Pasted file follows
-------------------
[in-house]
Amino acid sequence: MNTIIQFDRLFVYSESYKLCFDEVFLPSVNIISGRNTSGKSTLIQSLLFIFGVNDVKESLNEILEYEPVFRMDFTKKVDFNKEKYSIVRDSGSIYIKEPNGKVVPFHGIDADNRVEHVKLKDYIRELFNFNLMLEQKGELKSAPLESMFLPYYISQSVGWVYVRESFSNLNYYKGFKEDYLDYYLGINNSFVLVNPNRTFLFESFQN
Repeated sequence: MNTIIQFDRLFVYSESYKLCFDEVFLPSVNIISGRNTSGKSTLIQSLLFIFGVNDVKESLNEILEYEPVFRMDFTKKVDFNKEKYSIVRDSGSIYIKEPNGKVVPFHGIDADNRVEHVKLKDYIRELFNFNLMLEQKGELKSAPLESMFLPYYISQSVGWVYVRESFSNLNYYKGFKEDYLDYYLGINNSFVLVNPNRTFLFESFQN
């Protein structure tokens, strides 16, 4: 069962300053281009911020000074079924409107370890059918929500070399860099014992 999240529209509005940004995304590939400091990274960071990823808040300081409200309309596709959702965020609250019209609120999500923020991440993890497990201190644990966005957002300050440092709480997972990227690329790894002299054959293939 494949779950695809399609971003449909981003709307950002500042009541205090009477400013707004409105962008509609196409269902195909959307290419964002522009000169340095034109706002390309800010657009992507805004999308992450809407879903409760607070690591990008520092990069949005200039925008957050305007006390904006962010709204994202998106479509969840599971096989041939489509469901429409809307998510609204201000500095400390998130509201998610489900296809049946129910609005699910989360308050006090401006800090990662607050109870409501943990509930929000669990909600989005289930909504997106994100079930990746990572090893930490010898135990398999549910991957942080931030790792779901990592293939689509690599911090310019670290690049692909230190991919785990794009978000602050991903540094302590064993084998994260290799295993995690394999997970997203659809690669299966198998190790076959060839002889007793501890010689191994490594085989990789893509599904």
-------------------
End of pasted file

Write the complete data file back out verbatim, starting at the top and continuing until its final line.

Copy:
[in-house]
Amino acid sequence: MNTIIQFDRLFVYSESYKLCFDEVFLPSVNIISGRNTSGKSTLIQSLLFIFGVNDVKESLNEILEYEPVFRMDFTKKVDFNKEKYSIVRDSGSIYIKEPNGKVVPFHGIDADNRVEHVKLKDYIRELFNFNLMLEQKGELKSAPLESMFLPYYISQSVGWVYVRESFSNLNYYKGFKEDYLDYYLGINNSFVLVNPNRTFLFESFQN
Repeated sequence: MNTIIQFDRLFVYSESYKLCFDEVFLPSVNIISGRNTSGKSTLIQSLLFIFGVNDVKESLNEILEYEPVFRMDFTKKVDFNKEKYSIVRDSGSIYIKEPNGKVVPFHGIDADNRVEHVKLKDYIRELFNFNLMLEQKGELKSAPLESMFLPYYISQSVGWVYVRESFSNLNYYKGFKEDYLDYYLGINNSFVLVNPNRTFLFESFQN
């Protein structure tokens, strides 16, 4: 069962300053281009911020000074079924409107370890059918929500070399860099014992 999240529209509005940004995304590939400091990274960071990823808040300081409200309309596709959702965020609250019209609120999500923020991440993890497990201190644990966005957002300050440092709480997972990227690329790894002299054959293939 494949779950695809399609971003449909981003709307950002500042009541205090009477400013707004409105962008509609196409269902195909959307290419964002522009000169340095034109706002390309800010657009992507805004999308992450809407879903409760607070690591990008520092990069949005200039925008957050305007006390904006962010709204994202998106479509969840599971096989041939489509469901429409809307998510609204201000500095400390998130509201998610489900296809049946129910609005699910989360308050006090401006800090990662607050109870409501943990509930929000669990909600989005289930909504997106994100079930990746990572090893930490010898135990398999549910991957942080931030790792779901990592293939689509690599911090310019670290690049692909230190991919785990794009978000602050991903540094302590064993084998994260290799295993995690394999997970997203659809690669299966198998190790076959060839002889007793501890010689191994490594085989990789893509599904």